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All Putin has left is to "rattle the nuclear saber," says former U.S. national security adviser

H.R. McMaster on Ukraine war escalation
Strategic importance of recent attacks in Ukraine 06:40

Russian President Vladimir Putin has ignited fears that he could use tactical nuclear weapons in his ongoing war in Ukraine. President Joe Biden said last week that the risk of "Armageddon" facing humanity was greater than it had been at any point since the 1962 Cuban Missile Crisis.  

Former U.S. national security adviser and retired Lt. Gen. H.R. McMaster said Tuesday that Putin's objective is to incite fear, and all he has left is to "rattle the nuclear saber."

"[President Biden's] message was unfortunate there, because it does kind of play into Putin's hands," McMaster, a CBS News contributor, said about Mr. Biden's "Armageddon" remark.

McMaster said the Russian leader's goal was to spread enough fear within the countries supporting Kyiv as to "constrain our support for the Ukrainians, who are defending their children."  

Russia launches more attacks on Ukraine as Biden and G7 leaders meet 05:32

Putin signaled late last month that he could resort to a nuclear attack, vowing to "defend" all Russian territory, and making it clear that he counts occupied regions of Ukraine as Russian soil. 

He said Russia would "certainly use all the means at our disposal," and stressed: "It's not a bluff." 

Biden made it clear that he believes the Russian autocrat may not be bluffing, and nor does Ukraine's leader, President Volodymyr Zelenskyy.

"I don't think he's bluffing": Zelenskyy says Putin's nuclear threats "could be a reality" 12:19

While the Kremlin has continued to send nuanced signals, U.S. officials have said they've observed no change in the posture of Russia's nuclear forces that would require a change in the alert level of America's nuclear forces.

Putin is now escalating his war in response to a swift Ukrainian counteroffensive. Russia hammered Ukraine with missiles for a second day on Tuesday. The first barrage of missiles and drones on Monday was Russia's largest attack in months,  and it left at least 19 people dead and about 100 wounded.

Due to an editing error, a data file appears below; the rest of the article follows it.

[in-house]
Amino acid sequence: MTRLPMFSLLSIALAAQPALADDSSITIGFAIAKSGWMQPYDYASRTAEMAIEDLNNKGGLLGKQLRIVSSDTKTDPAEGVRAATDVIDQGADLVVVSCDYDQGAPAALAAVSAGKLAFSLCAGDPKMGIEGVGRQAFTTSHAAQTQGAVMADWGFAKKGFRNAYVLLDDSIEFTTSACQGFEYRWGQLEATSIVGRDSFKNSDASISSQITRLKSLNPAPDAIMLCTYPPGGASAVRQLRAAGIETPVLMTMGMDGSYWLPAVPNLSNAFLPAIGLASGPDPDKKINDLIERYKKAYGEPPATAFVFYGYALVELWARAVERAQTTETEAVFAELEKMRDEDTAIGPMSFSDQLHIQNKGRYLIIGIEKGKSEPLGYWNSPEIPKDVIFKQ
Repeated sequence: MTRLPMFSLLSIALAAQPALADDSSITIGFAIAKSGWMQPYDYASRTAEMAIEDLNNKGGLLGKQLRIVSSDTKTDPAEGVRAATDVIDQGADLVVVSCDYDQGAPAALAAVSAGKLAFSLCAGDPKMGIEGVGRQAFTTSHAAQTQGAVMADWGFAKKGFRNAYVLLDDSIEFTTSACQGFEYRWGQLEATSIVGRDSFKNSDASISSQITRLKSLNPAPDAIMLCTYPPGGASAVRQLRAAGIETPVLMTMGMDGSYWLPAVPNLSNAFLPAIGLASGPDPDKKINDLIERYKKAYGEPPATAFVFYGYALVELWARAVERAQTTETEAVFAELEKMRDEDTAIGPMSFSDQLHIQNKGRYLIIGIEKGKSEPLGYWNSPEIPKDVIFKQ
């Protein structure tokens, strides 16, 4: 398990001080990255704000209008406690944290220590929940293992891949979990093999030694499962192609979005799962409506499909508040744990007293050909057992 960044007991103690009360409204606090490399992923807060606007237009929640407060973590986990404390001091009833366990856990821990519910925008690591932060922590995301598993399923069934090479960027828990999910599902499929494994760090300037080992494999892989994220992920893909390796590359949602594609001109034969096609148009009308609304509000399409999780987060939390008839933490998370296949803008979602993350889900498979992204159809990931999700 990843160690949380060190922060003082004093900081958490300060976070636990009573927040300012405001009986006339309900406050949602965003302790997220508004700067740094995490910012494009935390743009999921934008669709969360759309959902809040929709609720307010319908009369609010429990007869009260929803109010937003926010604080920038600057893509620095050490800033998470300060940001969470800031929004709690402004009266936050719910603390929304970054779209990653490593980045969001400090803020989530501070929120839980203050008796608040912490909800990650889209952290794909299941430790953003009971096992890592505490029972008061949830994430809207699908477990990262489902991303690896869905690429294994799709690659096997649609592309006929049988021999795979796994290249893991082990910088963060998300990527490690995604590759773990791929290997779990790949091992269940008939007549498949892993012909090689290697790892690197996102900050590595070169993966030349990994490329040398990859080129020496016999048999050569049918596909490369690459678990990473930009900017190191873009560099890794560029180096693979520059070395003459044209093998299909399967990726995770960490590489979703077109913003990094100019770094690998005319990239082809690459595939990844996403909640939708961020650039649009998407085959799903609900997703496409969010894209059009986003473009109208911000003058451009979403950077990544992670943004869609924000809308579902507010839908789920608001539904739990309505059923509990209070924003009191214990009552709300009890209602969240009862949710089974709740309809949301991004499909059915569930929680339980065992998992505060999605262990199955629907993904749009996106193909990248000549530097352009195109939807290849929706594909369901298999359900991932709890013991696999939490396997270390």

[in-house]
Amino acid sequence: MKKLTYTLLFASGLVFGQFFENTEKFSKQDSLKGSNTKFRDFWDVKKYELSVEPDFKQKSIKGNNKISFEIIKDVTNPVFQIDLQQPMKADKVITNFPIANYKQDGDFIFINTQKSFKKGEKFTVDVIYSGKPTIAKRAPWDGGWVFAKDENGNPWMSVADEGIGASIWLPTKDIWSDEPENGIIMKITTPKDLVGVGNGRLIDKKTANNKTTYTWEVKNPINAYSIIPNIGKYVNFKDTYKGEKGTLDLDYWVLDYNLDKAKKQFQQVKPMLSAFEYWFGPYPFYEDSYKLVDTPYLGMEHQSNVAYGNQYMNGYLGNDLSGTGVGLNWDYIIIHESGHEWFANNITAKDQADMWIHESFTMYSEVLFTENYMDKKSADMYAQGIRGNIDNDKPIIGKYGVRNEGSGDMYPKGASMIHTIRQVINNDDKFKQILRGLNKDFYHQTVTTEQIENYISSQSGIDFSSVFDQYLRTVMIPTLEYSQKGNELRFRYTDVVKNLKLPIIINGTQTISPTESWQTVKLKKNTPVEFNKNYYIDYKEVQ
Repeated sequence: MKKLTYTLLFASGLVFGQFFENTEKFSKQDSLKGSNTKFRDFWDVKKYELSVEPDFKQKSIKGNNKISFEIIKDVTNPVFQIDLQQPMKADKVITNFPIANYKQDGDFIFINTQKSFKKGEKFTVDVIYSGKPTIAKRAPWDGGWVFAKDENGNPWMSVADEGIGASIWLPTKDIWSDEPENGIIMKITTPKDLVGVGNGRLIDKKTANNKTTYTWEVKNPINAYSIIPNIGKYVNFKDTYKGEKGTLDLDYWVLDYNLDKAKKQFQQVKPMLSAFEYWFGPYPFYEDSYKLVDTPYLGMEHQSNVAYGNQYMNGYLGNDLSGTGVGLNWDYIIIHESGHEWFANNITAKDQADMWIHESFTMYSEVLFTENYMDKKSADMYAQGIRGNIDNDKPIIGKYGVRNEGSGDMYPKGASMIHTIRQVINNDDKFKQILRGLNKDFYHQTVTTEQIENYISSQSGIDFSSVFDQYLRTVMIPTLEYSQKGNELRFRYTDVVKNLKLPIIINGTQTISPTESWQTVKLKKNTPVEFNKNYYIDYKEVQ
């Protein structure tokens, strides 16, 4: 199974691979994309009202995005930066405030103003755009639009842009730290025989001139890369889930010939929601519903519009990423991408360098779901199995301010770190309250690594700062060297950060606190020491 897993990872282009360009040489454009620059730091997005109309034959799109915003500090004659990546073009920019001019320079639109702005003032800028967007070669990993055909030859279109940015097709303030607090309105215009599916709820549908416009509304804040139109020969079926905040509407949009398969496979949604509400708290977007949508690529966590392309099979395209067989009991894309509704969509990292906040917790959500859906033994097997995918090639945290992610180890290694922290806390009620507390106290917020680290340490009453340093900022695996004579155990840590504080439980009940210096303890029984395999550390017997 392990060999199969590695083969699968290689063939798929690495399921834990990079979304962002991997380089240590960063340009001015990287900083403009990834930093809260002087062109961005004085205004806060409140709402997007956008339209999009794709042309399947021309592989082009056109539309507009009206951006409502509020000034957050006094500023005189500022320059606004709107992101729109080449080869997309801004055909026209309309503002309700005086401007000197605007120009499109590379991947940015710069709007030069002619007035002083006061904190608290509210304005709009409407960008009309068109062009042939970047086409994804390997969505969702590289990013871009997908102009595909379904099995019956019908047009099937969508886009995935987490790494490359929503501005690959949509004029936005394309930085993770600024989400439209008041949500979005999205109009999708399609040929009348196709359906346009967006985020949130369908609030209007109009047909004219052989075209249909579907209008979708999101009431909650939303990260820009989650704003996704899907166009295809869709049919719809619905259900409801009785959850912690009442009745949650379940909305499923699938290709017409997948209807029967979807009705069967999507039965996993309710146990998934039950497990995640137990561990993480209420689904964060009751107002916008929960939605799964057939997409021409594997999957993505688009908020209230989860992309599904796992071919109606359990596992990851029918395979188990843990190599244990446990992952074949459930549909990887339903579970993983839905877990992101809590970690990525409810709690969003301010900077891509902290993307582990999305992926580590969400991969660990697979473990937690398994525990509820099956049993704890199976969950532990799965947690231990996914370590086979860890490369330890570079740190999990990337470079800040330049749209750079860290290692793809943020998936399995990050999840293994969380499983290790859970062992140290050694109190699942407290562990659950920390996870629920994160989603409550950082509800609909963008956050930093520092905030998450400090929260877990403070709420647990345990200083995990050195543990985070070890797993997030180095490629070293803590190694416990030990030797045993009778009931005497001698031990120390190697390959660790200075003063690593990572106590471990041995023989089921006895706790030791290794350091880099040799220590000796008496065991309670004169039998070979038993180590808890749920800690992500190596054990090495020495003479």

McMaster said it was the scale of the recent attacks — spanning across virtually all of Ukraine, an area roughly the size of Texas — that stood out to him.

"Eighty-four cruise missiles launched from various locations, about 24 drones, some of these suicide drones provided to the Russians by the Iranians," McMaster said, "and the targets were to terrorize the Ukrainian people." 

Russia launches biggest attack on Ukraine in months 07:43

Russia said the strikes targeted Ukraine's infrastructure, and they did knock out power in many cities, but the missiles also slammed into apartment buildings, schools and busy intersections at rush hour.

"All of this was meant to affect Ukraine's will in a negative way," McMaster said. "Of course, I think it has had the opposite effect... I think it's bolstered the will of the Ukrainians to fight for their sovereignty and their freedom."

As the fighting rages, McMaster said the Russian people aren't getting the truth about the war.

"They never get the truth, right? I mean, whatever Putin says, the opposite is reality," he said. "And I think what you are seeing now are some real cracks within the Russian regime, and I think in Russian popular opinion, it's hard to believe any polls that come out of Russia. If they say, 'Hey, what do you think of Vladimir Putin?' What are you gonna say? You disappear if you give the wrong answer. And of course It's important to note that inside of Russia now, there are more political prisoners than there were during the height of the Cold War." 

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